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Attacks Against Container Infrastructures Increasing, Including Supply Chain Attacks

Research finds that adversaries could detect a new misconfigured container within an average of five hours

Research finds that adversaries could detect a new misconfigured container within an average of five hours

Attacks against the container infrastructure are continuing to increase in both frequency and sophistication. It takes just a few hours to detect a new vulnerable container using internet scanning tools like Masscan. The attacks are becoming more evasive, while the supply chain is now targeted.

Aqua Security’s Team Nautilus has analyzed 17,358 attacks against its honeypots between June 2019 and December 2020. It found that adversaries could detect a new misconfigured container within an average of five hours – the fastest within a few minutes and the longest at 24 hours. In 50% of cases, the new container was detected in less than one hour. The implication is clear: if a new container is set up today with a view to securing it tomorrow, it will be too late. The likelihood is that the container will already be compromised.

Some adversaries continue to use public search engines like Shodan and Censys to find misconfigurations, but others use scanning tools such as masscan (developed by Errata Security’s Robert Graham and able to scan the entire internet in just 6 minutes, producing results similar to nmap). Once a host has been compromised, the adversary will likely use worms to detect and infect new hosts, increasing the frequency of scanning and the likelihood of detecting new misconfigurations. 

Aqua’s Cloud Native Threat Report (PDF) includes an example of the function Dockergeddon, containing Masscan and Zgrab. It can scan entire netblocks and detect compromised Docker APIs, collect information on the host and deploy a malicious container.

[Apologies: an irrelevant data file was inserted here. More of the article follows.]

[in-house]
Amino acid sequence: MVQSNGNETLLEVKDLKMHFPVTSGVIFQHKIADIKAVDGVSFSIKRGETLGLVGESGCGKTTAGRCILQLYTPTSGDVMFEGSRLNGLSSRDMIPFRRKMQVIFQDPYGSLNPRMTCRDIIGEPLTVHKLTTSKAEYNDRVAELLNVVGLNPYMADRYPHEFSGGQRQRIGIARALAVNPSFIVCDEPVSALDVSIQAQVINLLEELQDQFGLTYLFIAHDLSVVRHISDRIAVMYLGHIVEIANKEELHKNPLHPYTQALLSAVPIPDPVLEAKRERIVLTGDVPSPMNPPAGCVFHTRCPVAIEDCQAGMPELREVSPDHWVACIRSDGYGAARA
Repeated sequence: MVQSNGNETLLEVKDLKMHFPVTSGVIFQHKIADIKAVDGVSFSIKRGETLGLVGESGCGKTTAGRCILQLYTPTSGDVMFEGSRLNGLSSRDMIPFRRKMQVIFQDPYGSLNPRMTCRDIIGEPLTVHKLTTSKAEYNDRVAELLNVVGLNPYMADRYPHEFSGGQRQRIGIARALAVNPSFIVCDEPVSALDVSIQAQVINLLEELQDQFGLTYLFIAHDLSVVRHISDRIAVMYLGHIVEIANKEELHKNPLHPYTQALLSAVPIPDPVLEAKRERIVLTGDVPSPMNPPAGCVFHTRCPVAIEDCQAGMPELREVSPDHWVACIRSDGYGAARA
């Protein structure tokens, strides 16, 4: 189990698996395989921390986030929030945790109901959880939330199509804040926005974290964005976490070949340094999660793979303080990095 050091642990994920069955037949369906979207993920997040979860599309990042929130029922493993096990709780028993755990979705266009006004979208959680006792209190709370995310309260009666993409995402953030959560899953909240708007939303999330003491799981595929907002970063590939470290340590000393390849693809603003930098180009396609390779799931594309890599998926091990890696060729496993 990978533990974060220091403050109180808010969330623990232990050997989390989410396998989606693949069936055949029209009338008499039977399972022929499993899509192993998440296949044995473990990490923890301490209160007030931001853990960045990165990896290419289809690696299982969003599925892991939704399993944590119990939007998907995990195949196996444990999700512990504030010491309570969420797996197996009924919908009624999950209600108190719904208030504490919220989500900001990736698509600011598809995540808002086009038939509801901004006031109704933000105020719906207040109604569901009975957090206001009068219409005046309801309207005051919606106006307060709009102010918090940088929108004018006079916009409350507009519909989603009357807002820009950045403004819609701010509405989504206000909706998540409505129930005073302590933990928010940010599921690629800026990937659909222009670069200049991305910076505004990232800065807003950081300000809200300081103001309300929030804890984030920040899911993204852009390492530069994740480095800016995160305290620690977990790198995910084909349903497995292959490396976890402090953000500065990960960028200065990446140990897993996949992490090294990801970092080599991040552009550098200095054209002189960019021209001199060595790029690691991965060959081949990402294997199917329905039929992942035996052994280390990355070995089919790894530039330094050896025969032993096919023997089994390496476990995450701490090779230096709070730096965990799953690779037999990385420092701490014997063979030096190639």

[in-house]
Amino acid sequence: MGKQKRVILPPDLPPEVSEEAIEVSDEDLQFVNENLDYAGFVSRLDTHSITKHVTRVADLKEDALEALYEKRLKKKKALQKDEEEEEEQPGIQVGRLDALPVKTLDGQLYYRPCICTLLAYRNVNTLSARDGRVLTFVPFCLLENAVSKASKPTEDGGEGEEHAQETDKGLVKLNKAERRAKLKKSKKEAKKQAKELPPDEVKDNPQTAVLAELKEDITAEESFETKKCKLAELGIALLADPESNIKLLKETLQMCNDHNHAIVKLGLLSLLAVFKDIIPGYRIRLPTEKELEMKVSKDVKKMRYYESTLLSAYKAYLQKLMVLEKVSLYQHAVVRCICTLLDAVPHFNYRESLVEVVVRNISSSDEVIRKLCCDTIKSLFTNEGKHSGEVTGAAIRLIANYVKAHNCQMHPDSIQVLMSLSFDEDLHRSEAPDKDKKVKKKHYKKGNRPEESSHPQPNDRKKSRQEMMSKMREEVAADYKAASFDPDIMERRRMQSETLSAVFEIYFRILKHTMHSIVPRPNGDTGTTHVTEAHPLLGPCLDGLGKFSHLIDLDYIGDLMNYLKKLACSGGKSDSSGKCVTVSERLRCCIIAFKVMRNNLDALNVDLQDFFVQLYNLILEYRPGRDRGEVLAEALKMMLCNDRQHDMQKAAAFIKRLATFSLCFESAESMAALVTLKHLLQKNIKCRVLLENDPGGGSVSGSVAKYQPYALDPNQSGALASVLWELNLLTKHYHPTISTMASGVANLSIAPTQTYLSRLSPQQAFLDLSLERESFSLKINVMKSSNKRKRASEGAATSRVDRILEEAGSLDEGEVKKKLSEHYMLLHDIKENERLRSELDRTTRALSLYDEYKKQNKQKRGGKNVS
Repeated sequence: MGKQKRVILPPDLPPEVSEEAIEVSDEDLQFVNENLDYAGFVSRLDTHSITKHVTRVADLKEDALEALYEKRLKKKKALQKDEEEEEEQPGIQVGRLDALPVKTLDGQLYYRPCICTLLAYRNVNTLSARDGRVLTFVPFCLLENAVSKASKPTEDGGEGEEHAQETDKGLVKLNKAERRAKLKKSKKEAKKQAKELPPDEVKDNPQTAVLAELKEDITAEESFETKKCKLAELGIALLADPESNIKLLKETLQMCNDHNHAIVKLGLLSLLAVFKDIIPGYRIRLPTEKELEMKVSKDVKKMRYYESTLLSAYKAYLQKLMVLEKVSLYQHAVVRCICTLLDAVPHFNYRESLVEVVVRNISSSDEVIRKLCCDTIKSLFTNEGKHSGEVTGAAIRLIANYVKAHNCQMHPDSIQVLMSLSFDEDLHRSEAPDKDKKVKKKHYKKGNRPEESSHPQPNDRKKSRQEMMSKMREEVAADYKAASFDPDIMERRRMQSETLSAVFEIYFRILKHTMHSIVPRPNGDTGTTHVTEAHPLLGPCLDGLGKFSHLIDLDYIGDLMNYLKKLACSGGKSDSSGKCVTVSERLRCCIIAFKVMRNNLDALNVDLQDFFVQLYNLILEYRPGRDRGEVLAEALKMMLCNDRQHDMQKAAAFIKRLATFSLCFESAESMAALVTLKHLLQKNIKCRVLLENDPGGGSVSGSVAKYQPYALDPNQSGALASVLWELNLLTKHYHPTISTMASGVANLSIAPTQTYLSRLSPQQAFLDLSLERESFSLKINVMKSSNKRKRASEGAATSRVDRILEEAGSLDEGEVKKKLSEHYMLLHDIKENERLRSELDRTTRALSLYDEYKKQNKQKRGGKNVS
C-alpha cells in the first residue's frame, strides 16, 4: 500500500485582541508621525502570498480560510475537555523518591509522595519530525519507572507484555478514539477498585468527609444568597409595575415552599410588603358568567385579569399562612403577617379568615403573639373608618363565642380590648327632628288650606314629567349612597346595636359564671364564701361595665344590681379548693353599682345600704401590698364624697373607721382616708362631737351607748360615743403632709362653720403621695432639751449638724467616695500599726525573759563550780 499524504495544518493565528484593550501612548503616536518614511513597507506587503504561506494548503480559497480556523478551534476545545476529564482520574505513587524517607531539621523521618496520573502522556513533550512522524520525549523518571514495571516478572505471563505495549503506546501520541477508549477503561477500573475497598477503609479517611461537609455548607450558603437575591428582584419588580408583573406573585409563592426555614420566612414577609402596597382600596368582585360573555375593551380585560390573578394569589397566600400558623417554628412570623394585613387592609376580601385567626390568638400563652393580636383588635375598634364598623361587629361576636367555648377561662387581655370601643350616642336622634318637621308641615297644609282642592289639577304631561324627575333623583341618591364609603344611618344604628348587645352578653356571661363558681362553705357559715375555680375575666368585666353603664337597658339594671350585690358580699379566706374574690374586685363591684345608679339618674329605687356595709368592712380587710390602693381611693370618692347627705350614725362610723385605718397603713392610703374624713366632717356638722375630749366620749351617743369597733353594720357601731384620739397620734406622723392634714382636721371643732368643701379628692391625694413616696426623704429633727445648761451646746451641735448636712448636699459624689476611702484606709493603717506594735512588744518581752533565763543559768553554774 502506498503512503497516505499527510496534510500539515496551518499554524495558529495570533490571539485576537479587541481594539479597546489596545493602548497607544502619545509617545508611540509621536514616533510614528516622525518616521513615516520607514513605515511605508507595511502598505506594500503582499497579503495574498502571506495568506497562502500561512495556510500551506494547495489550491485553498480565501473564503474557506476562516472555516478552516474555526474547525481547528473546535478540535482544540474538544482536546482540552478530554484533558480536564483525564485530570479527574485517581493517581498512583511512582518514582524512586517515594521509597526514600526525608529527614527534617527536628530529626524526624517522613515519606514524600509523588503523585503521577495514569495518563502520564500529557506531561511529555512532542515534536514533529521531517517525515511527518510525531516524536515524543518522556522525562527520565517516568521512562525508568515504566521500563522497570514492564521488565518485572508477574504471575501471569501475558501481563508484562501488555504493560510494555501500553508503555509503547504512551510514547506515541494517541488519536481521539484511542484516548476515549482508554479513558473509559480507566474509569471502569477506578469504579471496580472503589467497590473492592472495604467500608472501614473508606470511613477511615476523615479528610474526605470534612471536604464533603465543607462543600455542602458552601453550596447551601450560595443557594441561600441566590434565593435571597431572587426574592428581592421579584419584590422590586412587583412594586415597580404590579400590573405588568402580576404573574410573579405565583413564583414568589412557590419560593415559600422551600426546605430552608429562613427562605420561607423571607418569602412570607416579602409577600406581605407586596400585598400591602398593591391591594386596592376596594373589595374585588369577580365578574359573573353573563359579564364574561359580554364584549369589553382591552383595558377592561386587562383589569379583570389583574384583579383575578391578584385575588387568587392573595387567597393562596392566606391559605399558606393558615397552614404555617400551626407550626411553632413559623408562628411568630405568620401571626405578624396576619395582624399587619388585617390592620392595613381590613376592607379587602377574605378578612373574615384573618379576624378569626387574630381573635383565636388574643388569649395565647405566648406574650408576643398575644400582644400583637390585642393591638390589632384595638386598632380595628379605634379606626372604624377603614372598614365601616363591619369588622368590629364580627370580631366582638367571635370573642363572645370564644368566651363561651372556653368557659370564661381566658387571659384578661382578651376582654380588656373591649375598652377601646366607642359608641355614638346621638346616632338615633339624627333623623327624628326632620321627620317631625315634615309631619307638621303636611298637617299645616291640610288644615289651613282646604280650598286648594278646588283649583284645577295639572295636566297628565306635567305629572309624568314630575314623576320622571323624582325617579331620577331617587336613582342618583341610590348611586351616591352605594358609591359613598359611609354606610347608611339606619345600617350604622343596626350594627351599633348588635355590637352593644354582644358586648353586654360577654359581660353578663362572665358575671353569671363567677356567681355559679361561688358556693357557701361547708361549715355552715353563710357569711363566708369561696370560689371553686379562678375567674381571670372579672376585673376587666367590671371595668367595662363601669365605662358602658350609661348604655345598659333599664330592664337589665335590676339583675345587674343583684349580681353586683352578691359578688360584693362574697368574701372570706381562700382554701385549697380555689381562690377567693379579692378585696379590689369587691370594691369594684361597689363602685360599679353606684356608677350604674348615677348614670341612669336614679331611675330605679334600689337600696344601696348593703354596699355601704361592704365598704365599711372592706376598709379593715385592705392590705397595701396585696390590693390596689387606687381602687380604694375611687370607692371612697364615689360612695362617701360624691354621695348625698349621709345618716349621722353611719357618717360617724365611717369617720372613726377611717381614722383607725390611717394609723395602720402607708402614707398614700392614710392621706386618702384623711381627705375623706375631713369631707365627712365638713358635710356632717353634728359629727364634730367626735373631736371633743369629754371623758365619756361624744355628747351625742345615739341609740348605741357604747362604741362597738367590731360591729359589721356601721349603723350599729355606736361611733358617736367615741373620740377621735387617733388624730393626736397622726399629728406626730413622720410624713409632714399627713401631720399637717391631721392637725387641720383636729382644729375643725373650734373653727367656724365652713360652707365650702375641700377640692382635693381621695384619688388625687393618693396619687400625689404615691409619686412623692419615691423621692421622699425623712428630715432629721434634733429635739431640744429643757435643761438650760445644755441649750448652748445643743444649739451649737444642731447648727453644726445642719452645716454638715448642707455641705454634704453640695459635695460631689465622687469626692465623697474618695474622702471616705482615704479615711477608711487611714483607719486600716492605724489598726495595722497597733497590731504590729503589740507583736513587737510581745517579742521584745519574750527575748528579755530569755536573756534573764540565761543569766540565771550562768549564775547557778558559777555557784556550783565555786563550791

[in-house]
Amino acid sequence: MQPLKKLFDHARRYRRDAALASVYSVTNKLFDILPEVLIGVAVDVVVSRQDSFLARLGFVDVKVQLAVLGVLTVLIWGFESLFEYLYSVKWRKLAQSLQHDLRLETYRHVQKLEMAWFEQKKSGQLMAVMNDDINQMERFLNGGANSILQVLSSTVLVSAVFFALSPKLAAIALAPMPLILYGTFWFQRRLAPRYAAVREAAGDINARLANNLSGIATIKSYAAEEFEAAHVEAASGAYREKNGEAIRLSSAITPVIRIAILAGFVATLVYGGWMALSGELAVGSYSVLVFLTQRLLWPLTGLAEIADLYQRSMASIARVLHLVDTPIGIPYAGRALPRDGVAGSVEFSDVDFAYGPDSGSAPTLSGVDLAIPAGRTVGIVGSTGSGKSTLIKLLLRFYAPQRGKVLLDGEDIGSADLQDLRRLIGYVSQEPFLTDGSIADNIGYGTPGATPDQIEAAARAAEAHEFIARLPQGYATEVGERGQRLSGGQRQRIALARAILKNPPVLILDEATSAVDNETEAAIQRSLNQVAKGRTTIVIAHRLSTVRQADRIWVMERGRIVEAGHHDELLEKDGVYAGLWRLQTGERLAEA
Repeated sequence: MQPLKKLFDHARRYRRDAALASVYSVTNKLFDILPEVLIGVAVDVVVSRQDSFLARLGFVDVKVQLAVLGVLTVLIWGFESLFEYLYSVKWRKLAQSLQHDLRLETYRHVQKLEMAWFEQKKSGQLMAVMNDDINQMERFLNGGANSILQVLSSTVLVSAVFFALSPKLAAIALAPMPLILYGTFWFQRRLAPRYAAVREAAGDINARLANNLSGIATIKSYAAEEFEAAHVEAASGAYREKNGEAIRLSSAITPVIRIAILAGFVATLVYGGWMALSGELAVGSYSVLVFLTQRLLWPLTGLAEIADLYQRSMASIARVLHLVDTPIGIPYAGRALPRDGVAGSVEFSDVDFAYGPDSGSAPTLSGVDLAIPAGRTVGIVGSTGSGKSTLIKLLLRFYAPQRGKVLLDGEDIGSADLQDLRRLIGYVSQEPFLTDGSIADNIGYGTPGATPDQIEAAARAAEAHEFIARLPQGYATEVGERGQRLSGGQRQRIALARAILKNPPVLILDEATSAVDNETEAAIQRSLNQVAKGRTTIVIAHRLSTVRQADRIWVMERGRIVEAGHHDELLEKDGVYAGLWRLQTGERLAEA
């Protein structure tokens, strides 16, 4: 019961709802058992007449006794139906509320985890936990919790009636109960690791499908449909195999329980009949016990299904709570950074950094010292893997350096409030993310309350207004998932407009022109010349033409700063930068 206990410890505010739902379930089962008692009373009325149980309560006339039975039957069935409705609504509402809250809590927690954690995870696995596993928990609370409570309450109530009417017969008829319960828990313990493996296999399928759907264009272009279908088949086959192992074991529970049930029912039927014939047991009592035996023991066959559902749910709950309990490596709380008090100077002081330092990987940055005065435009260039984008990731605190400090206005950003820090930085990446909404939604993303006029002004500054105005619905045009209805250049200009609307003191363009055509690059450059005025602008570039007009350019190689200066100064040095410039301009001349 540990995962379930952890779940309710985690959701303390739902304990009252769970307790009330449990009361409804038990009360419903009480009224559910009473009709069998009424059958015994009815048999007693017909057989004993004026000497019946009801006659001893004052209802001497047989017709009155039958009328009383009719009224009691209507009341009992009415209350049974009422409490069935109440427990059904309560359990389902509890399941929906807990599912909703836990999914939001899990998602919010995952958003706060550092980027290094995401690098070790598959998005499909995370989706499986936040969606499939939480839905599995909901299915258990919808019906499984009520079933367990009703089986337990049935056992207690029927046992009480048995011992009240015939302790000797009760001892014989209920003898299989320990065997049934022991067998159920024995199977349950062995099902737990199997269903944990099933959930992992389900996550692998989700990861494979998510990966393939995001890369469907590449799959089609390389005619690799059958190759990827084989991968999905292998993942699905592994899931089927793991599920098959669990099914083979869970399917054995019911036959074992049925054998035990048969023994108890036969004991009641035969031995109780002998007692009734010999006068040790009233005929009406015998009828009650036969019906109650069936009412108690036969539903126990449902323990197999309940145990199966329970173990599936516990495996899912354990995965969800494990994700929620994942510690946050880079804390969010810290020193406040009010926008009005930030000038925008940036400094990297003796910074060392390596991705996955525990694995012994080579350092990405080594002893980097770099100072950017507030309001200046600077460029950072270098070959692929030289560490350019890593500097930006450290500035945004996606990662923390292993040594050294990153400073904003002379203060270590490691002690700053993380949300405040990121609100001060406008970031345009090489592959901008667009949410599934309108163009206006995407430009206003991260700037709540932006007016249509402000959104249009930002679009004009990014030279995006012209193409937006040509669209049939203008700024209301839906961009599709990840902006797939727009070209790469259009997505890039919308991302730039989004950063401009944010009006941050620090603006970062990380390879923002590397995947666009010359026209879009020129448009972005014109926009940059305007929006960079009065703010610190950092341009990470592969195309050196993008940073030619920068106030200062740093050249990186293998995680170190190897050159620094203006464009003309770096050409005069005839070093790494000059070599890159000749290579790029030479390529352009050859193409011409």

More than 90% of the attacks are designed to hijack resources for cryptomining. Most of these are related to the Kinsing malware campaign, which downloads a cryptominer. Cryptomining is often seen as more of an inconvenience than a threat, but Aqua warns that more than 40% of the attacks also involve backdoors.

“The likely explanation,” say the researchers, “is that attackers are looking to maximize their gain from each attack, using crypto-mining as the potential short-term gain. But their longer-term goal is gaining a backdoor to the environment and achieving additional access to the victims’ environments and networks.”

The frequency of attacks has grown sharply over the last year – from an average of 12.6 per day in H2 2019 to 77 per day in H1 2020, and 97.3 in H2 2020. The honeypots reported that the greatest number of attacks came from Russia (17.3%), with the U.S. not far behind at 15.9%. Only 13.4% of the detected source IPs are marked as malicious in block lists.

With this growth in volume has come an increase in sophistication, especially in terms of evasion techniques. “Adversaries are using more and more techniques designed to detect and remove security software,” note the researchers. Packers, such as UPX and ezuri are also used to evade signature detection.